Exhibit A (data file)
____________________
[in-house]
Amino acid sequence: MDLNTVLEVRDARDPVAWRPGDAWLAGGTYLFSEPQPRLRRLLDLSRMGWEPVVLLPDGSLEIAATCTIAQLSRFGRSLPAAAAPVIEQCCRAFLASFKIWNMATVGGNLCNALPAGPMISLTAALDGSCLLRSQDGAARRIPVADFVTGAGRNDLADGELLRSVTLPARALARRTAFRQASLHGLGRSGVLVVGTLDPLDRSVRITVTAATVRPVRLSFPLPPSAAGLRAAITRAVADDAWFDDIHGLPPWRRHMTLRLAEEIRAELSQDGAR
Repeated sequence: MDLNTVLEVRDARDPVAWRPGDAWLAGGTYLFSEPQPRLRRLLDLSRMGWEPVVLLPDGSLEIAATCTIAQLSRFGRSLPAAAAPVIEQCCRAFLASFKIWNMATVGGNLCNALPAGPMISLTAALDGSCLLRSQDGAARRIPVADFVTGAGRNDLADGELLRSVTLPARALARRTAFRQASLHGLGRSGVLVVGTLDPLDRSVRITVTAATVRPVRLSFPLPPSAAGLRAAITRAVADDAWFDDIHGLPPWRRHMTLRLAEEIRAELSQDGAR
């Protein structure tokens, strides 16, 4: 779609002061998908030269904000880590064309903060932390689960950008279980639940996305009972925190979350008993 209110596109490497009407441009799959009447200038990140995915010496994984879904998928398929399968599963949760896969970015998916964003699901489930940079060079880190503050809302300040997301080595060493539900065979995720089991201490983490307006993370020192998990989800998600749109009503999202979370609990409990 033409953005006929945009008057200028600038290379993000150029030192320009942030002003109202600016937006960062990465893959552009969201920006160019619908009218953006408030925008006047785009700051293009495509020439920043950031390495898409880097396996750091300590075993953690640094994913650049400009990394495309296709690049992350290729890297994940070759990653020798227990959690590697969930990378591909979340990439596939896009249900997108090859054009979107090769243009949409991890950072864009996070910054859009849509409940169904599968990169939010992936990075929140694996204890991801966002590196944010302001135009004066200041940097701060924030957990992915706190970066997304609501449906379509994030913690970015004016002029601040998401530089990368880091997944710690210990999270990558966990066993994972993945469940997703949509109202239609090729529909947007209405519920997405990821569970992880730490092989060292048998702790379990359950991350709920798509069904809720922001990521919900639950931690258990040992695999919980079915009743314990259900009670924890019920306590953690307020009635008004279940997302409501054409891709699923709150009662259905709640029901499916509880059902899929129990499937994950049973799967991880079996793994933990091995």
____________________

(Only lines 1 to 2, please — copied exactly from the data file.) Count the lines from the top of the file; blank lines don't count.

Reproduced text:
[in-house]
Amino acid sequence: MDLNTVLEVRDARDPVAWRPGDAWLAGGTYLFSEPQPRLRRLLDLSRMGWEPVVLLPDGSLEIAATCTIAQLSRFGRSLPAAAAPVIEQCCRAFLASFKIWNMATVGGNLCNALPAGPMISLTAALDGSCLLRSQDGAARRIPVADFVTGAGRNDLADGELLRSVTLPARALARRTAFRQASLHGLGRSGVLVVGTLDPLDRSVRITVTAATVRPVRLSFPLPPSAAGLRAAITRAVADDAWFDDIHGLPPWRRHMTLRLAEEIRAELSQDGAR